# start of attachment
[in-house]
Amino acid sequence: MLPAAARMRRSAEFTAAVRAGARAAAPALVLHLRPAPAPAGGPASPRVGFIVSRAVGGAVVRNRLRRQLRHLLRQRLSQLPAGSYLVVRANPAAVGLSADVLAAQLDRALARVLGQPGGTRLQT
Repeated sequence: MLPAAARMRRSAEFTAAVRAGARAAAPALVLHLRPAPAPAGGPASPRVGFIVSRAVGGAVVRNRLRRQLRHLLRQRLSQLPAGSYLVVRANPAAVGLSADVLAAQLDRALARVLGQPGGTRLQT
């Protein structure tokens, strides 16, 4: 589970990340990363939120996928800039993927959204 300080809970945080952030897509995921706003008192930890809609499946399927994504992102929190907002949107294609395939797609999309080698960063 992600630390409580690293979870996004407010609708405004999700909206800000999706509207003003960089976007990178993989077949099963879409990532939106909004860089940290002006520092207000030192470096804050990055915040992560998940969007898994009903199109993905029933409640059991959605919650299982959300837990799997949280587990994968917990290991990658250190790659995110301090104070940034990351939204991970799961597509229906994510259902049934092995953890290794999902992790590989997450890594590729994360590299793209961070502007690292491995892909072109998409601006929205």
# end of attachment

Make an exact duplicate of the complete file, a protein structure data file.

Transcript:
[in-house]
Amino acid sequence: MLPAAARMRRSAEFTAAVRAGARAAAPALVLHLRPAPAPAGGPASPRVGFIVSRAVGGAVVRNRLRRQLRHLLRQRLSQLPAGSYLVVRANPAAVGLSADVLAAQLDRALARVLGQPGGTRLQT
Repeated sequence: MLPAAARMRRSAEFTAAVRAGARAAAPALVLHLRPAPAPAGGPASPRVGFIVSRAVGGAVVRNRLRRQLRHLLRQRLSQLPAGSYLVVRANPAAVGLSADVLAAQLDRALARVLGQPGGTRLQT
């Protein structure tokens, strides 16, 4: 589970990340990363939120996928800039993927959204 300080809970945080952030897509995921706003008192930890809609499946399927994504992102929190907002949107294609395939797609999309080698960063 992600630390409580690293979870996004407010609708405004999700909206800000999706509207003003960089976007990178993989077949099963879409990532939106909004860089940290002006520092207000030192470096804050990055915040992560998940969007898994009903199109993905029933409640059991959605919650299982959300837990799997949280587990994968917990290991990658250190790659995110301090104070940034990351939204991970799961597509229906994510259902049934092995953890290794999902992790590989997450890594590729994360590299793209961070502007690292491995892909072109998409601006929205």